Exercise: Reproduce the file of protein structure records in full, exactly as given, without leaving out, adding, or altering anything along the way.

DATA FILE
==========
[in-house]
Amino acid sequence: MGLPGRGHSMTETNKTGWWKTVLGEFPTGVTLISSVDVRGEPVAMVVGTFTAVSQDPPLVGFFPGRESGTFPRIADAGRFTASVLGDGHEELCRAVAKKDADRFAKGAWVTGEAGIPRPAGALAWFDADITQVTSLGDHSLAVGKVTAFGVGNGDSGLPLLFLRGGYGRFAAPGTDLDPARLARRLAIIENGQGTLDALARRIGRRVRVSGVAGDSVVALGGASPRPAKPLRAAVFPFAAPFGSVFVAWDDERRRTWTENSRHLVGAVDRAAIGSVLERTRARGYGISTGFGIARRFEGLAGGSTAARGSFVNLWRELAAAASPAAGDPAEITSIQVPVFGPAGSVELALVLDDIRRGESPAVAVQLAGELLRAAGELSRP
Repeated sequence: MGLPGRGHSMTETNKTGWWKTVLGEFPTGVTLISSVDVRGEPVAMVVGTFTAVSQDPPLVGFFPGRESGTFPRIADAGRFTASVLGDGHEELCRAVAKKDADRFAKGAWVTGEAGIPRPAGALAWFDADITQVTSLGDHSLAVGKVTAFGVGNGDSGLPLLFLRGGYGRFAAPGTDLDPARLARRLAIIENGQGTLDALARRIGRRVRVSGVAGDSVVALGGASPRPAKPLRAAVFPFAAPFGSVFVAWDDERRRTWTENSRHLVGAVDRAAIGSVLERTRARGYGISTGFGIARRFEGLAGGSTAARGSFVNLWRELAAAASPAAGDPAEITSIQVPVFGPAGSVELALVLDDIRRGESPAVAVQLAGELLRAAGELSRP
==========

[in-house]
Amino acid sequence: MGLPGRGHSMTETNKTGWWKTVLGEFPTGVTLISSVDVRGEPVAMVVGTFTAVSQDPPLVGFFPGRESGTFPRIADAGRFTASVLGDGHEELCRAVAKKDADRFAKGAWVTGEAGIPRPAGALAWFDADITQVTSLGDHSLAVGKVTAFGVGNGDSGLPLLFLRGGYGRFAAPGTDLDPARLARRLAIIENGQGTLDALARRIGRRVRVSGVAGDSVVALGGASPRPAKPLRAAVFPFAAPFGSVFVAWDDERRRTWTENSRHLVGAVDRAAIGSVLERTRARGYGISTGFGIARRFEGLAGGSTAARGSFVNLWRELAAAASPAAGDPAEITSIQVPVFGPAGSVELALVLDDIRRGESPAVAVQLAGELLRAAGELSRP
Repeated sequence: MGLPGRGHSMTETNKTGWWKTVLGEFPTGVTLISSVDVRGEPVAMVVGTFTAVSQDPPLVGFFPGRESGTFPRIADAGRFTASVLGDGHEELCRAVAKKDADRFAKGAWVTGEAGIPRPAGALAWFDADITQVTSLGDHSLAVGKVTAFGVGNGDSGLPLLFLRGGYGRFAAPGTDLDPARLARRLAIIENGQGTLDALARRIGRRVRVSGVAGDSVVALGGASPRPAKPLRAAVFPFAAPFGSVFVAWDDERRRTWTENSRHLVGAVDRAAIGSVLERTRARGYGISTGFGIARRFEGLAGGSTAARGSFVNLWRELAAAASPAAGDPAEITSIQVPVFGPAGSVELALVLDDIRRGESPAVAVQLAGELLRAAGELSRP